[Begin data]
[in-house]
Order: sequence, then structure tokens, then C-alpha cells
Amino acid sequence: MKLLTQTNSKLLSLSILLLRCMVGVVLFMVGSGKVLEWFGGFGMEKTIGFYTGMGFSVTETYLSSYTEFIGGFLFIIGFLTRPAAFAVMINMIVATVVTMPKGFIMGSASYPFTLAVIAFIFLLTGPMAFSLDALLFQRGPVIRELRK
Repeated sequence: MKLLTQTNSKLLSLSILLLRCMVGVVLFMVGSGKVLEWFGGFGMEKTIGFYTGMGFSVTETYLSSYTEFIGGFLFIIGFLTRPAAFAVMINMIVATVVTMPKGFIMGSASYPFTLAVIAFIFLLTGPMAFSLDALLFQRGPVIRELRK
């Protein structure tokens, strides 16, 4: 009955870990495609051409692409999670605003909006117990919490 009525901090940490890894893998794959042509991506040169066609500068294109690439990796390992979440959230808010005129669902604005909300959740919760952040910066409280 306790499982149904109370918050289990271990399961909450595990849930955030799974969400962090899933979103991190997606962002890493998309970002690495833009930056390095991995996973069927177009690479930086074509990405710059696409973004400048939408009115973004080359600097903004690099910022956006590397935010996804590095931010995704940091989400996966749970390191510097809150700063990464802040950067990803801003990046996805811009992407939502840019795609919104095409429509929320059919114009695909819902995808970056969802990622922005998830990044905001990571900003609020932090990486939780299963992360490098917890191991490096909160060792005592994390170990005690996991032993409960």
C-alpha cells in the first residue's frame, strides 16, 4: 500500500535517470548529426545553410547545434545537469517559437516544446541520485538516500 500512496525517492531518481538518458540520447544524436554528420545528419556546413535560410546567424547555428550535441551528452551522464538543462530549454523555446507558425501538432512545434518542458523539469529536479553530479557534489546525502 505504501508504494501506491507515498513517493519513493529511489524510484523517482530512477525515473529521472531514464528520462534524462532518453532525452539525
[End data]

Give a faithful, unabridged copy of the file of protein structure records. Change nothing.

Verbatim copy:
[in-house]
Order: sequence, then structure tokens, then C-alpha cells
Amino acid sequence: MKLLTQTNSKLLSLSILLLRCMVGVVLFMVGSGKVLEWFGGFGMEKTIGFYTGMGFSVTETYLSSYTEFIGGFLFIIGFLTRPAAFAVMINMIVATVVTMPKGFIMGSASYPFTLAVIAFIFLLTGPMAFSLDALLFQRGPVIRELRK
Repeated sequence: MKLLTQTNSKLLSLSILLLRCMVGVVLFMVGSGKVLEWFGGFGMEKTIGFYTGMGFSVTETYLSSYTEFIGGFLFIIGFLTRPAAFAVMINMIVATVVTMPKGFIMGSASYPFTLAVIAFIFLLTGPMAFSLDALLFQRGPVIRELRK
């Protein structure tokens, strides 16, 4: 009955870990495609051409692409999670605003909006117990919490 009525901090940490890894893998794959042509991506040169066609500068294109690439990796390992979440959230808010005129669902604005909300959740919760952040910066409280 306790499982149904109370918050289990271990399961909450595990849930955030799974969400962090899933979103991190997606962002890493998309970002690495833009930056390095991995996973069927177009690479930086074509990405710059696409973004400048939408009115973004080359600097903004690099910022956006590397935010996804590095931010995704940091989400996966749970390191510097809150700063990464802040950067990803801003990046996805811009992407939502840019795609919104095409429509929320059919114009695909819902995808970056969802990622922005998830990044905001990571900003609020932090990486939780299963992360490098917890191991490096909160060792005592994390170990005690996991032993409960």
C-alpha cells in the first residue's frame, strides 16, 4: 500500500535517470548529426545553410547545434545537469517559437516544446541520485538516500 500512496525517492531518481538518458540520447544524436554528420545528419556546413535560410546567424547555428550535441551528452551522464538543462530549454523555446507558425501538432512545434518542458523539469529536479553530479557534489546525502 505504501508504494501506491507515498513517493519513493529511489524510484523517482530512477525515473529521472531514464528520462534524462532518453532525452539525